‘SILVER’ (ed. Melanie Villines & Joan Jobe Smith)

-Reviewed by Rory O’Sullivan-

Here’s an idea: invite some of your colleagues in the writing scene to submit individual pieces of short fiction, novel excerpts, verse, screenplay and other literary minutiae – all of which must honour a pre-determined theme – collate them, shuffle them into a polished sequence, then sit back and watch your anthology receive all the plaudits it deserves.

Unfortunately, we’ve been beaten to it. So we’ll have to make do with Silver Birch Press showing us how it’s done.

Silver anthology Silver Birch Press

The Los Angeles-based publisher have brought us SILVER: An Eclectic Anthology of Poetry and Prose, a compendium of silver-themed literature featuring work from established as well as up-and-coming writers.

Editors Joan Jobe Smith and Melanie Villines (who themselves appear extensively) will doubtless have been pleased by the vast range of subject matter, tone, style and form that the numerous contributions threw up – each one offering a varying salute to the concept of silver from one to the next.

Of the many connotations of silver, it’s little surprise that age – or, rather, ageing – features prominently. ‘Yoga Teacher’ by Tamara Madison is a poem that suggests how greying and getting old can be a graceful, almost beautiful, process in a physical sense but warns that the mental equivalent can leave a lot to be desired. Grey hairs are treated differently in ‘This gray hair means something’ by Thomas Kudla, a piece of fiction that explores the trauma of youth and its effect on appearance.

Indeed, many of the pieces in the collection share sub-themes of silver but leave us with contrasting perceptions of them. Love – and the many ways this is manifest through the colour silver – is no different. For example, a silver ring in ‘Today you open the wooden cabinet’ by Meghan Pinson marks the end of couple’s marriage, and serves a similar purpose in Tim Wells’ two-stanza ‘Talvisota’, whereas silver is celebrated in ‘Silver threads among Gold’: Barbara Dahl with a heartwarming tribute to love’s potential longevity and her 25 years of ‘untarnished’ wedlock.

Another stark category of the silver pre-requisite comes in the form of weather, climate and seasonality: the off-white clouds in ‘Mystic mists of Rotorura’ and ‘Foggy November’ by Dale Sprowl; the moonlight that creates silver linings on fallen leaves in Amy Lowell’s ‘Autumn’; the clouds and their silver lining in Barbara Eknoian’s ‘Glimmer’; not to mention the beautifully poetic depiction of a crescent moon in Lowell’s ‘Silver eyelash’.

We also encounter a melancholy side to silver. ‘The Dancer Downstairs’ by Paul Kareem Tayyar tells the tale of a boy transfixed by the out-of-body meditations of a woman in a neighbouring flat that is a nod towards voodooism and magical realism, while the religious and the supernatural are brought to light in ‘Car Ma’ by Barbara Alfaro. Merrill Farnsworth’s ‘My Divine Comedy’ considers the diabolic implications of a recurring nightmare. The subject of hell also touched on by Fred Voss, who questions why it should take the work of Dante to inspire anyone to compose an landmark piece of literature.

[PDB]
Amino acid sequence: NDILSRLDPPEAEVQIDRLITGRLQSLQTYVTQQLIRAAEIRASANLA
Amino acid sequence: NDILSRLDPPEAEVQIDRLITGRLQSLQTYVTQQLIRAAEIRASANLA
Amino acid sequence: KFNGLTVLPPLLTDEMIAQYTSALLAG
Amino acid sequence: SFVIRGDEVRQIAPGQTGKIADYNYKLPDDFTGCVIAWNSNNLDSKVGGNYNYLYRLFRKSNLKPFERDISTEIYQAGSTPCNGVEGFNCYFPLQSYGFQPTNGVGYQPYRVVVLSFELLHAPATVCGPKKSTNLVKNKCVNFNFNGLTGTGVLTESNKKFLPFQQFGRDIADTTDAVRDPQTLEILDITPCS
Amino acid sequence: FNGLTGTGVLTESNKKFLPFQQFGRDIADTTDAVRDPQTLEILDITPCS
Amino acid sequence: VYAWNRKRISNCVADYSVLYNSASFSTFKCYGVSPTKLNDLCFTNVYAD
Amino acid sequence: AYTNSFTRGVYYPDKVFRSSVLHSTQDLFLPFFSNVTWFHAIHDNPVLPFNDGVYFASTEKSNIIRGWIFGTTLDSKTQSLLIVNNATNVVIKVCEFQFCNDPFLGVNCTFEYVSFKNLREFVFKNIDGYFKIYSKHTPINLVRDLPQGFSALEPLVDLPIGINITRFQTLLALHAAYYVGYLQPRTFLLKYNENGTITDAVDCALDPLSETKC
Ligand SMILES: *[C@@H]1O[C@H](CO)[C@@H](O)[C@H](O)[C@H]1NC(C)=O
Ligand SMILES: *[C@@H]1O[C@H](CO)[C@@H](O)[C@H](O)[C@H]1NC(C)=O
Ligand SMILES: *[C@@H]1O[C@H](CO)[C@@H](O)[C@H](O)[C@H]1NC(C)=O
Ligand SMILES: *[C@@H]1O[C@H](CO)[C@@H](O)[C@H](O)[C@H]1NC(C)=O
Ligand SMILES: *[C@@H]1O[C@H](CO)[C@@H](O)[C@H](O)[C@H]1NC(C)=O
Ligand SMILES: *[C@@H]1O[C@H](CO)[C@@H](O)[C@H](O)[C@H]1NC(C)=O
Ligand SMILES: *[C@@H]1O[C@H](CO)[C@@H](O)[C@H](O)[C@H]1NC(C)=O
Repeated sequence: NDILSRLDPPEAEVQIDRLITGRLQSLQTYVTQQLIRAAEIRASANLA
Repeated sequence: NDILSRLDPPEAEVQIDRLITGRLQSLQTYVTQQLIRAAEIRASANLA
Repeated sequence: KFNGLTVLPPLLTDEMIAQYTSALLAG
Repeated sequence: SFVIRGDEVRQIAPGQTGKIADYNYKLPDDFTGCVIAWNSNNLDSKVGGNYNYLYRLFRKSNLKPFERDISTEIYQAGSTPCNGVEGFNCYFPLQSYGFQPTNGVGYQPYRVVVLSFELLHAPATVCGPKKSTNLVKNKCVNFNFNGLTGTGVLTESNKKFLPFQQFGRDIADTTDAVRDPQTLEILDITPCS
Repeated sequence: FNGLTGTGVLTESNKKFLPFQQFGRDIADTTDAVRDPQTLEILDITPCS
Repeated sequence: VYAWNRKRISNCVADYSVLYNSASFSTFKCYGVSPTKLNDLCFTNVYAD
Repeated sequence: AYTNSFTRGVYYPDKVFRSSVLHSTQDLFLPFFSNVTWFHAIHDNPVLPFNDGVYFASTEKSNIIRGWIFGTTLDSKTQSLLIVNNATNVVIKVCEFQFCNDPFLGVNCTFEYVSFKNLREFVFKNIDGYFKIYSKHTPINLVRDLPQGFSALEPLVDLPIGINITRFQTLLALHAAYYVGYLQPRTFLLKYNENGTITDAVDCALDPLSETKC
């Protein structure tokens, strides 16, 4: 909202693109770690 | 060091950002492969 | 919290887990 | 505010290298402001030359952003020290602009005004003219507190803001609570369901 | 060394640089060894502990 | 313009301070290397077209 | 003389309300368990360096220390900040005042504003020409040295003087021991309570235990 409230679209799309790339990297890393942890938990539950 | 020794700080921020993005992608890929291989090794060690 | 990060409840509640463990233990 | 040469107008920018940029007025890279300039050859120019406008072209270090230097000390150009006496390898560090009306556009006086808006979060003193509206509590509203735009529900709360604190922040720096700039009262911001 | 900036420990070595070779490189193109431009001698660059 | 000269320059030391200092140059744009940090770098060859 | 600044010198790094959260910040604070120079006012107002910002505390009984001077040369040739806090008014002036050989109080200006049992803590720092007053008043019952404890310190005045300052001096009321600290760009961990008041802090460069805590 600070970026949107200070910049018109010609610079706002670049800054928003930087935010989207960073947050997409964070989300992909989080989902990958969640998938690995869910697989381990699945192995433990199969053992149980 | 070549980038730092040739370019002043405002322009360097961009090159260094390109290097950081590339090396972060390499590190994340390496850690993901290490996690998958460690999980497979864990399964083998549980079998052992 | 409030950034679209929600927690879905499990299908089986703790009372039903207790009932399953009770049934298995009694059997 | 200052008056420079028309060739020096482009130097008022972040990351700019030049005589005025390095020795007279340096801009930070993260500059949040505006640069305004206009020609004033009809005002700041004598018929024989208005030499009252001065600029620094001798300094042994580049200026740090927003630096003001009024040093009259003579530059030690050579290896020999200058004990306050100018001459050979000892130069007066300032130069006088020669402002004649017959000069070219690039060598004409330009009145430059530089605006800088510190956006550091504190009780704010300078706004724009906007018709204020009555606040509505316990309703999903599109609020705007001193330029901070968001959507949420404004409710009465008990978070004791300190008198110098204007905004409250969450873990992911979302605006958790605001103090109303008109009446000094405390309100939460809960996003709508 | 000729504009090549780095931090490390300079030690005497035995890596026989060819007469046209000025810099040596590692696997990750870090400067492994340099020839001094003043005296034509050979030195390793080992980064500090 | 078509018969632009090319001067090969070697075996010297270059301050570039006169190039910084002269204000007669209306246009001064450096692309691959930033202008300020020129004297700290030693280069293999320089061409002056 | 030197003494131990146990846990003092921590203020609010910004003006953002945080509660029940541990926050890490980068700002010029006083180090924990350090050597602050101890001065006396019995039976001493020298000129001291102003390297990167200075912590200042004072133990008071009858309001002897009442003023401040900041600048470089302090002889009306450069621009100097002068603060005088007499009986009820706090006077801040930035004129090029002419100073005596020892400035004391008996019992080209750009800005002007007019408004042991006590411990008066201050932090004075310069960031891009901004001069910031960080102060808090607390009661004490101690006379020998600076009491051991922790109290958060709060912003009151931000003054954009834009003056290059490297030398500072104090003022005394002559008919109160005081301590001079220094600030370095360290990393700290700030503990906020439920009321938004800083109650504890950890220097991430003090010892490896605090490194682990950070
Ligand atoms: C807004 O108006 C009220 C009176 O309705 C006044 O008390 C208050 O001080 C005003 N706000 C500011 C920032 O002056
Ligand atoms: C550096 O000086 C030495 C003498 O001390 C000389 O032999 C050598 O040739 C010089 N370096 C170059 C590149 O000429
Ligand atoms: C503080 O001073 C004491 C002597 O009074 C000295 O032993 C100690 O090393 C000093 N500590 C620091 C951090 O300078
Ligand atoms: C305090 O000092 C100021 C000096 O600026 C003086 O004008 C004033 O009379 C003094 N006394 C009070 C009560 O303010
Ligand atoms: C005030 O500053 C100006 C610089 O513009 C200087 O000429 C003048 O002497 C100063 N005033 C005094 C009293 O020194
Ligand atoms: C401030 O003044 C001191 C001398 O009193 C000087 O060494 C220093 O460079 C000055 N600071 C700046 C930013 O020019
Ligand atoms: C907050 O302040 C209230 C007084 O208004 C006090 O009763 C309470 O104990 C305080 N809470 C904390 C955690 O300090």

Voss is partly responsible for another of the major manifestations of silver. Along with a poem by Linda King, he offers an illuminating tribute to the late Jack Micheline, whose birth name is actually Harold Marton Silver. Voss honours the famous Beat poet with a literary profile and a poem of his own, while three examples of work from the great man himself are included.

Indeed, much of the anthology’s ‘cast’ are accomplished professionals – Walter de la Mare and Lowell, to name two other poets that fit such a billing. That may well deny a total sense of the ‘ephemeral’ as many of the contributors are established to some degree, but it’s fair to say the anthology’s freshness owes a lot to the grassroots arena.

For all its brilliance on a micro scale, it’s easy to lose sight of the anthology’s vastness. I really have barely scratched the surface. It weighs in at a hefty 240 pages, and features no fewer than 62 different contributors. That’s contributors, not contributions – and some, including Smith – chip in with a handful each. Words? Just the 51,000 of them.

The great benefit of the anthology’s size is that it allows for a seemingly endless comparative scope, to which I’ve given a disproportionately modest indication. And that certainly seems to be Smith’s intention, if her initial idea for a silver-themed anthology is anything to go by. After briefing the invited contributors, she was hoping to receive anything ‘from second-place finishes, to eating utensils, twenty-fifth wedding anniversaries, hair color, swirling fog, coins, bells, jewelry, the tin man, space suits, car bumpers, airplanes, family heirlooms and on and on. Let silver spark your imagination’ – that final thought, which comes towards the end of the collection’s introduction, carrying a certain irony, for it ends up as an instruction not to the author, but to the reader. I, for one, obeyed.

One outcome is that I’ll be following many of the names this anthology has brought to my attention, their work blazing a silver trail that I urge you to explore with as much curiosity as I will be.